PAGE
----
The ancient Near East was never uni‹ed under a single political rule until the conquest of Alexander the Great (late fourth century) and subsequently the Romans. It existed as territorial blocks, each dominated by peoples of different origins, traditions, and modes of life. Quite apart from the geographical unity of the entire area, its inhabitants ...

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The Decipherment of Cuneiform Writing

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pp. 189-196

Not all voyages of discovery lead to lost civilizations, hidden continents, or material treasure. Some of the most exciting have been intellectual adventures. A classic example of the latter is the nineteenth-century decipherment of cuneiform (wedge- or nail-shaped) writing, which was used to express at least eight different languages ...

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The Discovery of Hittite Civilization and the Decipherment of Hittite

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pp. 197-200

Long before the modern discovery and the correct identification of the Hittite civilization, a people known as the Hittim in the Old Testament and as the Hetheen in the Greek translation of the Bible came to the attention of historians. These people appeared to belong to the roster of ancient Near Eastern peoples. They appeared in Assyrian ...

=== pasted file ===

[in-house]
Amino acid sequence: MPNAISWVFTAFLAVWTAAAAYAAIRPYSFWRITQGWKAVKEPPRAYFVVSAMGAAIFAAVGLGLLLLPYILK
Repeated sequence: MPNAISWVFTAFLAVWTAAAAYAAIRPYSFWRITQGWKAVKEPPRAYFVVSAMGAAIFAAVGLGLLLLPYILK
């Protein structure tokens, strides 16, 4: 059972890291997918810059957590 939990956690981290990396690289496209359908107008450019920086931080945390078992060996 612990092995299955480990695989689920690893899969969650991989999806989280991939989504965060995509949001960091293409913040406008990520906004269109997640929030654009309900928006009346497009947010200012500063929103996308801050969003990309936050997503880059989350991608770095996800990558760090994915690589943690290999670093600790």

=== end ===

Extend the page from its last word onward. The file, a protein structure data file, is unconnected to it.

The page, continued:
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Conclusion: Who Will Know about Us When We’re Gone?

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pp. 201-204

While the heads of the most powerful nations in the world regularly met to discuss how to keep civilization from destroying itself with nuclear weapons, this writer, as a historian, often engaged his university classes in ancient Near Eastern history with summit conferences of his own. A favorite subject: barring an overwhelming ...

A Summary of Culture Growth in Mesopotamia and Egypt

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pp. 205-208

Methodological Fallacies in the Study of Ancient Near Eastern Religion

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pp. 209-210

Chronology

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pp. 211-212

Glossary

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pp. 213-216

Notes

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pp. 217-222

Bibliography

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pp. 223-228

Index

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pp. 229-239

Image Plates

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E-ISBN-13: 9780472025893
E-ISBN-10: 0472025899
Print-ISBN-13: 9780472069927
Print-ISBN-10: 0472069926

Page Count: 288
Illustrations: 24 page insert - 7 maps, 33 B&W photo
Publication Year: 2007